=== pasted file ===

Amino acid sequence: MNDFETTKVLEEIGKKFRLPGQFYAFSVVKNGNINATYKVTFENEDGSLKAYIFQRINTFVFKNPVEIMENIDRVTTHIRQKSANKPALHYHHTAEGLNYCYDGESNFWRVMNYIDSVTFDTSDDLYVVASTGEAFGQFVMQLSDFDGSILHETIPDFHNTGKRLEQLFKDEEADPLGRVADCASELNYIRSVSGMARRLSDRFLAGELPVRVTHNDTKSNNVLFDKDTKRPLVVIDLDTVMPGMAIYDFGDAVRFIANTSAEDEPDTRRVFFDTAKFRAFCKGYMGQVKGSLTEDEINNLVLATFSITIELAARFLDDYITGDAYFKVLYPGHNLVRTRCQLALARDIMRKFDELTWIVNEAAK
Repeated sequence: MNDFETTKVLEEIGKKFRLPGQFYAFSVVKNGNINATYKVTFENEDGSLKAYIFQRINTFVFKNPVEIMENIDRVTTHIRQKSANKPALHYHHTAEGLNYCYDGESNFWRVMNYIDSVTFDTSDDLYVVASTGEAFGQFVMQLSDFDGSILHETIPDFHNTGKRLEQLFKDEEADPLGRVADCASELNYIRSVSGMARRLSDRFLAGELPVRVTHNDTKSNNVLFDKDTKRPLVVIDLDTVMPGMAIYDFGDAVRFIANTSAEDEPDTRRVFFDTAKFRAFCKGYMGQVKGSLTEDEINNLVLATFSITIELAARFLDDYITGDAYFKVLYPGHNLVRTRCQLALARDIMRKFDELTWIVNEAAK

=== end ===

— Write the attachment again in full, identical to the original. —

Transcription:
Amino acid sequence: MNDFETTKVLEEIGKKFRLPGQFYAFSVVKNGNINATYKVTFENEDGSLKAYIFQRINTFVFKNPVEIMENIDRVTTHIRQKSANKPALHYHHTAEGLNYCYDGESNFWRVMNYIDSVTFDTSDDLYVVASTGEAFGQFVMQLSDFDGSILHETIPDFHNTGKRLEQLFKDEEADPLGRVADCASELNYIRSVSGMARRLSDRFLAGELPVRVTHNDTKSNNVLFDKDTKRPLVVIDLDTVMPGMAIYDFGDAVRFIANTSAEDEPDTRRVFFDTAKFRAFCKGYMGQVKGSLTEDEINNLVLATFSITIELAARFLDDYITGDAYFKVLYPGHNLVRTRCQLALARDIMRKFDELTWIVNEAAK
Repeated sequence: MNDFETTKVLEEIGKKFRLPGQFYAFSVVKNGNINATYKVTFENEDGSLKAYIFQRINTFVFKNPVEIMENIDRVTTHIRQKSANKPALHYHHTAEGLNYCYDGESNFWRVMNYIDSVTFDTSDDLYVVASTGEAFGQFVMQLSDFDGSILHETIPDFHNTGKRLEQLFKDEEADPLGRVADCASELNYIRSVSGMARRLSDRFLAGELPVRVTHNDTKSNNVLFDKDTKRPLVVIDLDTVMPGMAIYDFGDAVRFIANTSAEDEPDTRRVFFDTAKFRAFCKGYMGQVKGSLTEDEINNLVLATFSITIELAARFLDDYITGDAYFKVLYPGHNLVRTRCQLALARDIMRKFDELTWIVNEAAK